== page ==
If anyone's being dishonest, it's T-Mobile. In the case of Verizon and Sprint, the ITU's official definition of "4G" is about as directly relevant to real-world networks as the OSI network model (it looks nice on paper, but it's basically impossible to cleanly map it to reality without putting dozens of asterisks and footnotes qualifying judgment calls about how to classify things). On the other hand, in the "GSM" universe, it could be argued that the ITU's definition has a much, much stronger and more clearly-defined meaning, partly because the ITU's own model is largely based on the way "GSM" works.

    Then again, T-Mobile's innocence or guilt is a toss-up anyway. Where it works, it's almost as fast as Sprint's WiMax. However, Sprint's WiMax gives its customers 2-6mbit data speeds today in neighborhoods where T-Mobile customers are lucky to have viable EDGE -- even in cities that are alleged by T-Mobile to be solidly "4G". So, I'll give T-Mobile one point for being practically equivalent to Sprint anyway, then beat them up and kick them a little for wildly exaggerating their urban "4G" coverage area. In the 'burbs, it's not even a fair comparison... Sprint wins, hands down.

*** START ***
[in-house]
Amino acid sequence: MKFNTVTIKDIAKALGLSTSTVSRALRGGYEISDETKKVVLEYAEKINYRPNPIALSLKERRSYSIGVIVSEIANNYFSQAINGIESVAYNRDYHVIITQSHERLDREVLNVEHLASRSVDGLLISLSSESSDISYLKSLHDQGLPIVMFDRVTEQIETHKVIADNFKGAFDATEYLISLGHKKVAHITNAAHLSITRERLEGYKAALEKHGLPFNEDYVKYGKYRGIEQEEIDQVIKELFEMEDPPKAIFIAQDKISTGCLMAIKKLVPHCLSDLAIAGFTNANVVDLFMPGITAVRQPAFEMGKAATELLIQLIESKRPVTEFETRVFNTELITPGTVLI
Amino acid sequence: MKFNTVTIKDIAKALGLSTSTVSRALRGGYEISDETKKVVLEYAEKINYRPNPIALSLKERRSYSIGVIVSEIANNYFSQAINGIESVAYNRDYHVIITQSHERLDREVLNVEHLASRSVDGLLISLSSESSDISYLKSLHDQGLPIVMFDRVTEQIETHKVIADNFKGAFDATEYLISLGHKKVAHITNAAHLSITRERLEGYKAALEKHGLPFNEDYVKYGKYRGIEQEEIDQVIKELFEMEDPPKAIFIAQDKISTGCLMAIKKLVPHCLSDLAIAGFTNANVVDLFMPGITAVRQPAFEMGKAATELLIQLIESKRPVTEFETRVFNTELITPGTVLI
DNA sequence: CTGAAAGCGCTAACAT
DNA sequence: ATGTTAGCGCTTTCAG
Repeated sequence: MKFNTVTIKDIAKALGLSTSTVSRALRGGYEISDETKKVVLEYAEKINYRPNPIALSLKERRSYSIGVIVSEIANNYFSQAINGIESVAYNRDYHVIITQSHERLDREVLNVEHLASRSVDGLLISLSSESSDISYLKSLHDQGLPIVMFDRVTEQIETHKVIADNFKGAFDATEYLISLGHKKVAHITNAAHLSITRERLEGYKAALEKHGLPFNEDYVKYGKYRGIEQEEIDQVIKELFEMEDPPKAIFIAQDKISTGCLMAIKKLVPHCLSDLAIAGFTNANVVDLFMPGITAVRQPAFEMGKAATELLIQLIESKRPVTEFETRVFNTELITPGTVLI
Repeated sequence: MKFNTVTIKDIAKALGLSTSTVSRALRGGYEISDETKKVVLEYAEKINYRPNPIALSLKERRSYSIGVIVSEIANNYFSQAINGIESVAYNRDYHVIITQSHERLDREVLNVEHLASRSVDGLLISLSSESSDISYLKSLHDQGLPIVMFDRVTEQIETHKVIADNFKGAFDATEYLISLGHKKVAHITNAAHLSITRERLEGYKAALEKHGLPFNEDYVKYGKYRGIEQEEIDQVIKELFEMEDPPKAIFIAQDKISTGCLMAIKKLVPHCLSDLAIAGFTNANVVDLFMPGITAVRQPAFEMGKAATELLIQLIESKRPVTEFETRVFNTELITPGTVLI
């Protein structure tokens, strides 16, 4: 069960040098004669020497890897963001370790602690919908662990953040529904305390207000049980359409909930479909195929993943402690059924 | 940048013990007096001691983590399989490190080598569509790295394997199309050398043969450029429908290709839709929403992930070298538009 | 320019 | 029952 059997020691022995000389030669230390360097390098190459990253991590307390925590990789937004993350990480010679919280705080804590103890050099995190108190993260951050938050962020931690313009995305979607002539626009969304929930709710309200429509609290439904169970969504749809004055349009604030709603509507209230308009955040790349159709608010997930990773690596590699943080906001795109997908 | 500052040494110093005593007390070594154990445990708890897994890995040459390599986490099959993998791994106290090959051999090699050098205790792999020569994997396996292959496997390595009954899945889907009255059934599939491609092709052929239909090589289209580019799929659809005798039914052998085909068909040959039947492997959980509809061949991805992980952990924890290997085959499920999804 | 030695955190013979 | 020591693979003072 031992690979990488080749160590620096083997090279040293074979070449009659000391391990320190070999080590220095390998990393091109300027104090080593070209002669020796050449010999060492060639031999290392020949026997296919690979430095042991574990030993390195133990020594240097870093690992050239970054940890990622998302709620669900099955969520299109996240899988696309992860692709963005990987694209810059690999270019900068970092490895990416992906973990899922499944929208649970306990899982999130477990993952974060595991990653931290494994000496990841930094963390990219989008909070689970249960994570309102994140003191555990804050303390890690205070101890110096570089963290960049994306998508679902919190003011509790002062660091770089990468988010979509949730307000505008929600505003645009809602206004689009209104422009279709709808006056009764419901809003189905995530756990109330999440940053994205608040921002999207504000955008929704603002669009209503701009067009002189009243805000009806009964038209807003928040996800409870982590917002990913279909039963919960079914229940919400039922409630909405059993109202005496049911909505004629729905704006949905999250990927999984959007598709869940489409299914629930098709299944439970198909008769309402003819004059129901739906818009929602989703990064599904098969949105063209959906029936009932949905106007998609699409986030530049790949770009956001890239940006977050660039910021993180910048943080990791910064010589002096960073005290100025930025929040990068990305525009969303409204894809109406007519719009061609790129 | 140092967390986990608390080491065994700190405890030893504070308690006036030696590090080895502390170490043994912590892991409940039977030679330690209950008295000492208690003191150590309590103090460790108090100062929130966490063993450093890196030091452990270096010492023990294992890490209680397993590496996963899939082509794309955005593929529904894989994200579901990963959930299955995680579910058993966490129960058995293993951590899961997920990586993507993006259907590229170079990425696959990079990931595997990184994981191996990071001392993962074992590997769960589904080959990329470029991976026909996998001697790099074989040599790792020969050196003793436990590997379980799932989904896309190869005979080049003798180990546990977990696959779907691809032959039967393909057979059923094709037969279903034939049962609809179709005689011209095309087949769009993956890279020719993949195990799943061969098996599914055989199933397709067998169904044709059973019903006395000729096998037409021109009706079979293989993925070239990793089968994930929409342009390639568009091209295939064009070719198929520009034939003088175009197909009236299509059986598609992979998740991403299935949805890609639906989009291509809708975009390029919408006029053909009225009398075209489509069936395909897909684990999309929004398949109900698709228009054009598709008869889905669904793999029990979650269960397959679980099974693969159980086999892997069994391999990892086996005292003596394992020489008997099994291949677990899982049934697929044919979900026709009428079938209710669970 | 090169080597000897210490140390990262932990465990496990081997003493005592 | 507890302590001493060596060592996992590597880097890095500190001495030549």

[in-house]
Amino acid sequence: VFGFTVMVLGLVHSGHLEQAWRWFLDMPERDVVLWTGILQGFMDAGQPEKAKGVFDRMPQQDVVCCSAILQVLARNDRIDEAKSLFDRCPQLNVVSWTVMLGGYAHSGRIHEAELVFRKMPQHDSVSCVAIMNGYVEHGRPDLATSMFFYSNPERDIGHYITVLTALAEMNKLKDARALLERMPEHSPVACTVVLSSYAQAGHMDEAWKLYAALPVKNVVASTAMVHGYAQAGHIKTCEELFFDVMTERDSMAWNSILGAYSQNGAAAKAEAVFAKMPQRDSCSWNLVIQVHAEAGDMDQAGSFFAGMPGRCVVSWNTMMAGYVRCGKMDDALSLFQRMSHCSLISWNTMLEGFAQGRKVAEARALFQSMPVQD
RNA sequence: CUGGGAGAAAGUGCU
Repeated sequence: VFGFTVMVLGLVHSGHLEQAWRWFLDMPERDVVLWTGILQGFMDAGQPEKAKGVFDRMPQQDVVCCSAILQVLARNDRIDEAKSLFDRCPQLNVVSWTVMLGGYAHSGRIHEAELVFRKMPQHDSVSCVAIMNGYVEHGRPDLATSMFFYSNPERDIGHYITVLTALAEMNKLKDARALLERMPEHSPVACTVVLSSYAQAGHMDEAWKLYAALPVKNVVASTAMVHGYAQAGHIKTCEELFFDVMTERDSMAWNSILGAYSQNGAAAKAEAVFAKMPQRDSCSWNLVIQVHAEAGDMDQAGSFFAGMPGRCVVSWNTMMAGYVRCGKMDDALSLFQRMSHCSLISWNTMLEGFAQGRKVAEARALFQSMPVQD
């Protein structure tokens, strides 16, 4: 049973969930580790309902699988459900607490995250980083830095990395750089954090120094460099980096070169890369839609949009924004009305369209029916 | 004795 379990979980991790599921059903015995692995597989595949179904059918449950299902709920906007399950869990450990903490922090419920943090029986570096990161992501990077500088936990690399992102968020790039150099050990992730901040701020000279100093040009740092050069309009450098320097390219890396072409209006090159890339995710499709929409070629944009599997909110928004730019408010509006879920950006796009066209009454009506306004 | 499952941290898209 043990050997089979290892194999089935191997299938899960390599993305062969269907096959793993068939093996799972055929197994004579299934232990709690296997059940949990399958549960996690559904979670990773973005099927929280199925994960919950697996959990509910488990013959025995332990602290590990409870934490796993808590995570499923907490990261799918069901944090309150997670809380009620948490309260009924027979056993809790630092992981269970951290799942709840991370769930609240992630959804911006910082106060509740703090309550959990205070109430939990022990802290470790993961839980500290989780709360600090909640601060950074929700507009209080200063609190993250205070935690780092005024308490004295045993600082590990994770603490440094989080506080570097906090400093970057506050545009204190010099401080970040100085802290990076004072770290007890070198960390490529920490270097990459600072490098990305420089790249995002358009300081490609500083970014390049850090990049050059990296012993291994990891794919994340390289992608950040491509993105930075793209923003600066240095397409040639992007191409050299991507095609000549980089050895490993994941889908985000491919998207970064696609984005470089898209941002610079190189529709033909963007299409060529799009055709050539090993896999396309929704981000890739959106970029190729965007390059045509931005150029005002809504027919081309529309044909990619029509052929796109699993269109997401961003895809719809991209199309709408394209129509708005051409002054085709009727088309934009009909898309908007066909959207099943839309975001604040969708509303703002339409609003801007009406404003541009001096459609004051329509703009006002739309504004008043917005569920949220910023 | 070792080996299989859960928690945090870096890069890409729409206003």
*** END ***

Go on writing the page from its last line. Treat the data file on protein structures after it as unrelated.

• Re:orly? (Score:5, Informative)

    by satsuke ( 263225 ) on Thursday November 04, 2010 @08:00PM (#34131476)

    Your speeds are off by about a decimal place. In mobile data terms and technical terms it breaks down like this

    1G = analog / AMPS service or similiar .. 2400bp/s on a good day plus whatever hardware error correction and data compression (MNP10) -- circuit switched technology (your taking a line on the tower
    2G = CDMA / GSM(CDPD) base speed data - circuit switched at 9600bp/s
    2.5G = packet switched CDMA 1X / GSM GPRS or EDGE .. nominally max 144kb/s .. usually 50-70kb/s .. GSM had different EDGE profiles for higher speeds .. but the base was in this range
    3G = CDMA 1XEVDO / GSM HSDPA .. 3.1mb/s on CDMA .. up to 14.4mb/s and higher on GSM (though getting a contiguous spectrum block available for the full speed is problematic when mixed with voice traffic and paging channels
    3.5G = current spec WIMAX and LTE .. nominal 10mb/s down .. biggest difference is it scales to higher data rates based on number of users .. whereas say 3G CDMA might have 3.1mb/s per sector .. wimax / LTE can deliver this per user given enough spectrum
    4G = most recently published goalpost .. something like 100mb/s sustained mobile and higher in fixed / limited mobility scenarios .. WIMAX2 / LTE Advanced

I am more bored than you could ever possibly be. Go back to work.